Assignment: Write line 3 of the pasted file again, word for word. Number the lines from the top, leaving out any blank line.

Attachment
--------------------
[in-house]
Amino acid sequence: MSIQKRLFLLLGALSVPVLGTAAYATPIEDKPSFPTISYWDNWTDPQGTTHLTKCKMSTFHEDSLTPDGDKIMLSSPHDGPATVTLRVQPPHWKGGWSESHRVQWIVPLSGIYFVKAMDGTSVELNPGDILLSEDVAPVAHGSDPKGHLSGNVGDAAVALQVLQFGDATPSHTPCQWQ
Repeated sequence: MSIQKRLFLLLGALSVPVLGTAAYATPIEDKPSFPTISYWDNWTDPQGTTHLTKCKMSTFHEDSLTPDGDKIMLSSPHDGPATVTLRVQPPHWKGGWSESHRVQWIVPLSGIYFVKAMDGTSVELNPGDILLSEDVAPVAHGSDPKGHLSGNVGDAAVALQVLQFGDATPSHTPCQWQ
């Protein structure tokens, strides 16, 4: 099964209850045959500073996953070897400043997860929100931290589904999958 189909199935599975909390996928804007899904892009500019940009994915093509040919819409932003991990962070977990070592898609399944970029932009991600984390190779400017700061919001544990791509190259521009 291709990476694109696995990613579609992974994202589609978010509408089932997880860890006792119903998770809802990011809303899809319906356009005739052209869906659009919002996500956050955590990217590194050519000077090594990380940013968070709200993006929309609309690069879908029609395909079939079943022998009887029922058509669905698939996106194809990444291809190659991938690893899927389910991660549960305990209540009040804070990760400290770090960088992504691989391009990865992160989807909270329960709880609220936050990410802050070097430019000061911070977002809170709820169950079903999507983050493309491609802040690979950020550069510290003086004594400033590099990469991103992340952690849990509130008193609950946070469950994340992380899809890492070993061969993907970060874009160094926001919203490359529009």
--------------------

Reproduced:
Repeated sequence: MSIQKRLFLLLGALSVPVLGTAAYATPIEDKPSFPTISYWDNWTDPQGTTHLTKCKMSTFHEDSLTPDGDKIMLSSPHDGPATVTLRVQPPHWKGGWSESHRVQWIVPLSGIYFVKAMDGTSVELNPGDILLSEDVAPVAHGSDPKGHLSGNVGDAAVALQVLQFGDATPSHTPCQWQ